Control Strategy Considerations for Continuous Manufacturing Using Hot Melt Extrusion

Just found this chapter of the 2nd Edition of "Pharmaceutical Extrusion Technology" which can be of interest in the field of continuous manufacturing.


Hot melt extrusion (HME) is a continuous process operation that has been successfully applied to the manufacture of quality drug products over the last decade [1–4]. 54HME achieves the molecular mixing of active pharmaceutical ingredients (API) and excipients at temperatures above their glass transition temperatures (T g) and/or melting temperatures (T m) [5,6]. The excipients in HME can be broadly classified as matrix carriers, release-modifying agents, fillers, thermal lubricants, stabilizing agents, plasticizers, antioxidants, and miscellaneous additives. Most commonly, the objective of the HME process is to enhance the dissolution profile of poorly water-soluble drugs by converting the formulation components into a single-phase amorphous product with uniform content, size, and shape. Several other applications of HME include taste masking [5,6]; microencapsulation [7]; films [8,9]; abuse deterrence [10,11]; implants for drug delivery via oral [12], transdermal, and transmucosal routes [9]; and nanoparticulate systems [2]. Additionally, HME is a solvent-free process with high throughput, which is an advantage over other processes used to achieve the same products and dosage properties. Several research articles and patents have been reported based on HME technology in pharmaceutical applications [2,13–18]. Some of the commercially available products based on HME (Table 3.1) show how the technology can enable versatility in product design and quality attributes.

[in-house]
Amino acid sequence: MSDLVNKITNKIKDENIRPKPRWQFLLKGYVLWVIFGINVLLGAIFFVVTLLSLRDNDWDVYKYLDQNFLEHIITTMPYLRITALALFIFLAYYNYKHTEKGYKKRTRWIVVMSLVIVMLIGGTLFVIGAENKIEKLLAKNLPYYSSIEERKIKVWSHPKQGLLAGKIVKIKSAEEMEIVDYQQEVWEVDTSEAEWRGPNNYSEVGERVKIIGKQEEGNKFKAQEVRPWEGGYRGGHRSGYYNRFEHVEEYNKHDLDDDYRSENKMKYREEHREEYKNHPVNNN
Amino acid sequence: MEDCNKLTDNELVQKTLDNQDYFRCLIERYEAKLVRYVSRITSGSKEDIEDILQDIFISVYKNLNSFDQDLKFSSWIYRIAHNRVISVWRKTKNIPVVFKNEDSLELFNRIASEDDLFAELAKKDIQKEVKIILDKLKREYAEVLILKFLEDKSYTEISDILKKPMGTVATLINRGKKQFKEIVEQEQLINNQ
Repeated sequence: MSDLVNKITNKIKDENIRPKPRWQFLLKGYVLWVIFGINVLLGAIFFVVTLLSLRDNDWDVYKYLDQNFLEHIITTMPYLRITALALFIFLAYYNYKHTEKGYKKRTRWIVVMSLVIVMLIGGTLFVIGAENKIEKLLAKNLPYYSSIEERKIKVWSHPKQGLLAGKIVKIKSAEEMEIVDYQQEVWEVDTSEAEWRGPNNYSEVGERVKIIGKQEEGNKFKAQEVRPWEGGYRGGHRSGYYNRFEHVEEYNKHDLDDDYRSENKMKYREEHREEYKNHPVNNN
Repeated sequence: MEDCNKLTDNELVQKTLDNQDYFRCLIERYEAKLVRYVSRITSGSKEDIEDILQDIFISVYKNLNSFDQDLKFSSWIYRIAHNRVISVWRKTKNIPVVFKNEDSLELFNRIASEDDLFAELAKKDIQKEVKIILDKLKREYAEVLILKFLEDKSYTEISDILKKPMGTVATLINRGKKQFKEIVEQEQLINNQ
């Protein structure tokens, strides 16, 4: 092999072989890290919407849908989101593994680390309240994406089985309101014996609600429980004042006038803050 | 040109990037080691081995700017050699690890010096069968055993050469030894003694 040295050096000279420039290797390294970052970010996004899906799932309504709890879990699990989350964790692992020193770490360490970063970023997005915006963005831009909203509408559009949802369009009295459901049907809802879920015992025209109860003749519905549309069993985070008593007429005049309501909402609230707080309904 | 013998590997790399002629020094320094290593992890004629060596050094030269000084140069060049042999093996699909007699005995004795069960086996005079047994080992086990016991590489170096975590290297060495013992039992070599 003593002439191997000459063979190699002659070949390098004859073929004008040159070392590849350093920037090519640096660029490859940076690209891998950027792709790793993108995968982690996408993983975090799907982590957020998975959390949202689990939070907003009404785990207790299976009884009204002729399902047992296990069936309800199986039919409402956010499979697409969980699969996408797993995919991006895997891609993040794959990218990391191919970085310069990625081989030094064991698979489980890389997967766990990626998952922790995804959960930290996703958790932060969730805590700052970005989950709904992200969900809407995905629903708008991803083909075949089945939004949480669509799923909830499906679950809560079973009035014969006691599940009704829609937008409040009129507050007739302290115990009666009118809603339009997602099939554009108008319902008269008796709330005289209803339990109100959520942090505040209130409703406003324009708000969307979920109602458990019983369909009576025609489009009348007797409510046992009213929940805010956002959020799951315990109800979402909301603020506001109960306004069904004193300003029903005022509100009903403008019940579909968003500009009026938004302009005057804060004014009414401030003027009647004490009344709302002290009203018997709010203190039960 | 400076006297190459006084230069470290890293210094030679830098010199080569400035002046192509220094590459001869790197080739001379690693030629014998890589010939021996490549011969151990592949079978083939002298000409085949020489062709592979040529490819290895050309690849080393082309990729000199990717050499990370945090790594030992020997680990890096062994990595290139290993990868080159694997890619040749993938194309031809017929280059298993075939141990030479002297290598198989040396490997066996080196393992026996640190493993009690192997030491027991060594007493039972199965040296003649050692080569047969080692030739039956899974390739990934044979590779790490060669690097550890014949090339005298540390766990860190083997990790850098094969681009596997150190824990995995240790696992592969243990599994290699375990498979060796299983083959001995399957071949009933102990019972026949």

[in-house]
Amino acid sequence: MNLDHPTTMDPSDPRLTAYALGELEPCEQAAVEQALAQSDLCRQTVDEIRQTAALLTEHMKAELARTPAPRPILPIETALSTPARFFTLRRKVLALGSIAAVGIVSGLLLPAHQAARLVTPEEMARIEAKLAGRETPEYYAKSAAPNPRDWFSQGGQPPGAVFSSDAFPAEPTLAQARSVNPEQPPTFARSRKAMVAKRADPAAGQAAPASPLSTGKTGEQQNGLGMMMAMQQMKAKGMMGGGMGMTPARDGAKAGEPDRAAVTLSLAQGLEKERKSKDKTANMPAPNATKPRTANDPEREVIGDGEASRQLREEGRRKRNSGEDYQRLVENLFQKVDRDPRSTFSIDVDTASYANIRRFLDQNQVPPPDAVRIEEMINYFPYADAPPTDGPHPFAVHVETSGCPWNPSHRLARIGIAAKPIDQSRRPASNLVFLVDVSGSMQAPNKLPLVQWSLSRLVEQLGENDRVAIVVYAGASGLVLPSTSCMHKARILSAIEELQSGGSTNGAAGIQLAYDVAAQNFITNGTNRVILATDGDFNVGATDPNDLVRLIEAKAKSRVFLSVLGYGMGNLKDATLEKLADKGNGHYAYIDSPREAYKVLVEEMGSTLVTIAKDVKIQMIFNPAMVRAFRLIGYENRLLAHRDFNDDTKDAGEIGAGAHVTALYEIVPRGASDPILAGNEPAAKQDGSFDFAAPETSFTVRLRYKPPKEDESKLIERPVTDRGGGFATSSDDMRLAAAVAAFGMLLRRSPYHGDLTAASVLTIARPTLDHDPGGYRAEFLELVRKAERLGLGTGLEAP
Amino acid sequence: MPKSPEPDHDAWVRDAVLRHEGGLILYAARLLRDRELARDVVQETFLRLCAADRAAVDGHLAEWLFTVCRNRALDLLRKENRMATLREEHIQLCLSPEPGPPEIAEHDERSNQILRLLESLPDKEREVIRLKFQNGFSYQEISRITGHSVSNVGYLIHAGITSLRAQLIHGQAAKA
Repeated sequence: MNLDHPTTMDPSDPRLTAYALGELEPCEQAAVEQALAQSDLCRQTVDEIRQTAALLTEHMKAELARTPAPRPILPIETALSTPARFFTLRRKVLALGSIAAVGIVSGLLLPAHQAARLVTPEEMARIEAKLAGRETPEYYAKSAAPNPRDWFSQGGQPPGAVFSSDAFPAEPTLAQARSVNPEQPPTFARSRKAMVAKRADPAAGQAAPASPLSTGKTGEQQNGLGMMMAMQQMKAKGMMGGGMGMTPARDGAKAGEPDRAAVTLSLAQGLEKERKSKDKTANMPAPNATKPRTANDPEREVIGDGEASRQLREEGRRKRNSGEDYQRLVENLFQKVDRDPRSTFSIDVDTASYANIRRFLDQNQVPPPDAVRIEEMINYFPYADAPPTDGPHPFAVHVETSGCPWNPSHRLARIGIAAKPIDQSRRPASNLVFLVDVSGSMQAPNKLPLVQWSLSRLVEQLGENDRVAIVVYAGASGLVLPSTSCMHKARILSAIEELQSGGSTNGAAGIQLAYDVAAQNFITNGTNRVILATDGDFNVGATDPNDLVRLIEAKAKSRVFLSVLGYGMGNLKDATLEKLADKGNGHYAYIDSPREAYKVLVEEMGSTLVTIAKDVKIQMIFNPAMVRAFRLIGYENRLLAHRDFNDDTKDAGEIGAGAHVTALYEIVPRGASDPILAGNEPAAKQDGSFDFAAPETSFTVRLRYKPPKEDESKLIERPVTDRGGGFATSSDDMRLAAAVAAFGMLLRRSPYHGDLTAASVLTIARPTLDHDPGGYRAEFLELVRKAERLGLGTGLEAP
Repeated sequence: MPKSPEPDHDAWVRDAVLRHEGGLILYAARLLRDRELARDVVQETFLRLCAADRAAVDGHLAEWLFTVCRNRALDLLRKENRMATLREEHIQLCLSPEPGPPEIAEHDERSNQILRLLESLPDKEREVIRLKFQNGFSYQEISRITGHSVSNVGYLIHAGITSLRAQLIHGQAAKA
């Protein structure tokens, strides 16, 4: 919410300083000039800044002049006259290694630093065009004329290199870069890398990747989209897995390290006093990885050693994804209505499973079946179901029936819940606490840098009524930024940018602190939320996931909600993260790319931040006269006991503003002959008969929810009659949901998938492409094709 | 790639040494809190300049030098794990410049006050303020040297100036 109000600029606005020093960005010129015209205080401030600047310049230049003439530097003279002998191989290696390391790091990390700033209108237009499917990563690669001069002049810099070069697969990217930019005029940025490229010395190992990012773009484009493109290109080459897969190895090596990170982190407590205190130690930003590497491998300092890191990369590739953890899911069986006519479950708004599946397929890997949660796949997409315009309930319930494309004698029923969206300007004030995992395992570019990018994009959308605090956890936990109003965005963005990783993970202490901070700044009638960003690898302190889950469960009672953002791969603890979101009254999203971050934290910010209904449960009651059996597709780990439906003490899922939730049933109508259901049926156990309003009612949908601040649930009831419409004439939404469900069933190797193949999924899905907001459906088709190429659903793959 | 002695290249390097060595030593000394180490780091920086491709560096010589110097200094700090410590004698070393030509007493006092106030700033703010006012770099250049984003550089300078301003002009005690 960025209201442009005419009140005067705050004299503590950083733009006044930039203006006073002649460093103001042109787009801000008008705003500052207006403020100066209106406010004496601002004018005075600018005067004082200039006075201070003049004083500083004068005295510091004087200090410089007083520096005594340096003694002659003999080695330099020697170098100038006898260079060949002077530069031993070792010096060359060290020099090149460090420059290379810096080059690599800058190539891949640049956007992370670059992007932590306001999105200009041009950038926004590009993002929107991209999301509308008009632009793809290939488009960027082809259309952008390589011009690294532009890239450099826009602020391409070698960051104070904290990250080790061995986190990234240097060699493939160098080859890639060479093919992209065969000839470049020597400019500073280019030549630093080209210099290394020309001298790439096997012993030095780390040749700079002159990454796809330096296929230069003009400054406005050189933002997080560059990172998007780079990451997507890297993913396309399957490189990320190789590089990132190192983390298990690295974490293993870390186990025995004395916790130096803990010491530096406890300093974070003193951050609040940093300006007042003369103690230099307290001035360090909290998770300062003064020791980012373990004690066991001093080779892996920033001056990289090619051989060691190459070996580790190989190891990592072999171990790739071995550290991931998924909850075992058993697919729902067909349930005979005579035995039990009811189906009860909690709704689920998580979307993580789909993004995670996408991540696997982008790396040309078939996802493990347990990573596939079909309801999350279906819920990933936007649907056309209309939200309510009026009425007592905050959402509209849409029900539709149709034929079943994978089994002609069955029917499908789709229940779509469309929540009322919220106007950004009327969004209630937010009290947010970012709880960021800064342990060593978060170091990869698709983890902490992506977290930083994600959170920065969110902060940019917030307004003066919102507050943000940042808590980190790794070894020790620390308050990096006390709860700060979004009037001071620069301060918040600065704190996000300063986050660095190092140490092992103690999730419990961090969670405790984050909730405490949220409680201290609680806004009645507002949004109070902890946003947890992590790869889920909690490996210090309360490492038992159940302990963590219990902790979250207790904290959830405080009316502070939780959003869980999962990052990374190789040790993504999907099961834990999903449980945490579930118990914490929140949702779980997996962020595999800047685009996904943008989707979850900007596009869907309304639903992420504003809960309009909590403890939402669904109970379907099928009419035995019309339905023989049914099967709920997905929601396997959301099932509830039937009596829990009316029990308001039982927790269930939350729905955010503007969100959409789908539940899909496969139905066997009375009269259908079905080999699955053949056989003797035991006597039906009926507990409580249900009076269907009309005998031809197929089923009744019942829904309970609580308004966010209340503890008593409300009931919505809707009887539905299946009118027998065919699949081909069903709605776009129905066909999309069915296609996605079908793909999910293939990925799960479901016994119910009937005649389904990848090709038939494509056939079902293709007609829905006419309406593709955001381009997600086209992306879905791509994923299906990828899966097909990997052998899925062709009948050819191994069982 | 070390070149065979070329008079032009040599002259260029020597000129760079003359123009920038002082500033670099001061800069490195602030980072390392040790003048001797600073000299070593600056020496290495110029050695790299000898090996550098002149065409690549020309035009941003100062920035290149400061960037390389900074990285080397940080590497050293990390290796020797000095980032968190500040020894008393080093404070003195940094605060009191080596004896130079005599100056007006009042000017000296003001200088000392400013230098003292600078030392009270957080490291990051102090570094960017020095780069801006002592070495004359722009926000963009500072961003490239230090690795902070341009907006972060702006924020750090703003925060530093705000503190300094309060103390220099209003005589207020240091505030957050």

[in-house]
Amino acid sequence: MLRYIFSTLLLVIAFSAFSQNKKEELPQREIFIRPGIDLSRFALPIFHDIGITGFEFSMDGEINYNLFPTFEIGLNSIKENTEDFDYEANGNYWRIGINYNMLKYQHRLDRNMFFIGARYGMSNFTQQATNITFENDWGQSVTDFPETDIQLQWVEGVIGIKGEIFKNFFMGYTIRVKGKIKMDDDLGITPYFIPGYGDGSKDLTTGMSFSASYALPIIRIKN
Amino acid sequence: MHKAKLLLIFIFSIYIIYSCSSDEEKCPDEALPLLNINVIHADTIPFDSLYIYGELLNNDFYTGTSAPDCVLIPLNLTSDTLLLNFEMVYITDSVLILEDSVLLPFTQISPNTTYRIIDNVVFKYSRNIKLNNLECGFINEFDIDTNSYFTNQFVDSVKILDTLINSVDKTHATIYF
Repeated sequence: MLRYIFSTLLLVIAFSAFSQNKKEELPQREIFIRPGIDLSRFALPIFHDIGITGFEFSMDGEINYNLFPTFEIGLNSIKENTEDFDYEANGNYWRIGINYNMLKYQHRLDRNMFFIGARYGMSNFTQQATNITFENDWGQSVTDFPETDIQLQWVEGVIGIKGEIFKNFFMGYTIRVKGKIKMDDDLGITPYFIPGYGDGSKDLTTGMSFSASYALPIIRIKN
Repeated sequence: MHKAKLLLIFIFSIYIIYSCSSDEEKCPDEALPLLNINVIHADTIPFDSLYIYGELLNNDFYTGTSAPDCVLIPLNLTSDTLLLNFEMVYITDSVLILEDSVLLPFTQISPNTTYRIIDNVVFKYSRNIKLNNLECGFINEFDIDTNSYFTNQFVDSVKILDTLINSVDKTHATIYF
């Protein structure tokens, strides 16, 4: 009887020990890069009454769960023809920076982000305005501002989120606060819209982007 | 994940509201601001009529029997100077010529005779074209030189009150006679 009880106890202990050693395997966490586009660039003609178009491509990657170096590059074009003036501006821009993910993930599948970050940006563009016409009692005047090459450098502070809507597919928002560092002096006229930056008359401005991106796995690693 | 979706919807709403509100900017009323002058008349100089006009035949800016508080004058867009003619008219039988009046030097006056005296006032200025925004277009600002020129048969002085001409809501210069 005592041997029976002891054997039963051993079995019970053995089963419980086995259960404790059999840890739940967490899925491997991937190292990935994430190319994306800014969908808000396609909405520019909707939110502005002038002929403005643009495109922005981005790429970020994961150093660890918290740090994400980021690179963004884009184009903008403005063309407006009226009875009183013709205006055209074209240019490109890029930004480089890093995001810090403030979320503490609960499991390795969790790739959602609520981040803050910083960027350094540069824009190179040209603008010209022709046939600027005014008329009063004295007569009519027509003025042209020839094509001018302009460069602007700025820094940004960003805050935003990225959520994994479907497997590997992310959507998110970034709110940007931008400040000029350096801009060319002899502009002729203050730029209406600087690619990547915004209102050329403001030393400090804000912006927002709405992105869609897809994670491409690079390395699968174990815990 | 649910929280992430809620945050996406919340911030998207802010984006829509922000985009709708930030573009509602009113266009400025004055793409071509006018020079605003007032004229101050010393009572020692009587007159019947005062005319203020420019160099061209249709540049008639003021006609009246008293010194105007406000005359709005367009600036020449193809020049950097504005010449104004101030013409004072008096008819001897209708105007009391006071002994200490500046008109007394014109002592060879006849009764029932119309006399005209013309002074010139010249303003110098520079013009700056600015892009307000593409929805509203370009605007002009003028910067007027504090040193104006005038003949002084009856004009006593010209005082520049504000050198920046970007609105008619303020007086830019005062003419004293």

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Book Cover of "Pharmaceutical Extrusion Technology"
Chapter of the book: Pharmaceutical Extrusion Technology

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